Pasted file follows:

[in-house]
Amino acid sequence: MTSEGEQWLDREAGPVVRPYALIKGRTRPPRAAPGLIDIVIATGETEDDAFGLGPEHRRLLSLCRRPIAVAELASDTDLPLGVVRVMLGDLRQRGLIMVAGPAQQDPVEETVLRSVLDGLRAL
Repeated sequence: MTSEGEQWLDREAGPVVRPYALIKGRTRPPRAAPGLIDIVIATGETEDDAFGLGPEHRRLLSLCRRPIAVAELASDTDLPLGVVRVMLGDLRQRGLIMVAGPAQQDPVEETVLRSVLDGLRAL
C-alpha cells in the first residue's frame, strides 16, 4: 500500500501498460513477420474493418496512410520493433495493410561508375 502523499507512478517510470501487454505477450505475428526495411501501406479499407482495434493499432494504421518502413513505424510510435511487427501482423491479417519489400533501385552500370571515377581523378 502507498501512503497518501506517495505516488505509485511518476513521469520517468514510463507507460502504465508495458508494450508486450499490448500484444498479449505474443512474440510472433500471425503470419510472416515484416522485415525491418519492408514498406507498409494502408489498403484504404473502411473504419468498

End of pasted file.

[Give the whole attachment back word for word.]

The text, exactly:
[in-house]
Amino acid sequence: MTSEGEQWLDREAGPVVRPYALIKGRTRPPRAAPGLIDIVIATGETEDDAFGLGPEHRRLLSLCRRPIAVAELASDTDLPLGVVRVMLGDLRQRGLIMVAGPAQQDPVEETVLRSVLDGLRAL
Repeated sequence: MTSEGEQWLDREAGPVVRPYALIKGRTRPPRAAPGLIDIVIATGETEDDAFGLGPEHRRLLSLCRRPIAVAELASDTDLPLGVVRVMLGDLRQRGLIMVAGPAQQDPVEETVLRSVLDGLRAL
C-alpha cells in the first residue's frame, strides 16, 4: 500500500501498460513477420474493418496512410520493433495493410561508375 502523499507512478517510470501487454505477450505475428526495411501501406479499407482495434493499432494504421518502413513505424510510435511487427501482423491479417519489400533501385552500370571515377581523378 502507498501512503497518501506517495505516488505509485511518476513521469520517468514510463507507460502504465508495458508494450508486450499490448500484444498479449505474443512474440510472433500471425503470419510472416515484416522485415525491418519492408514498406507498409494502408489498403484504404473502411473504419468498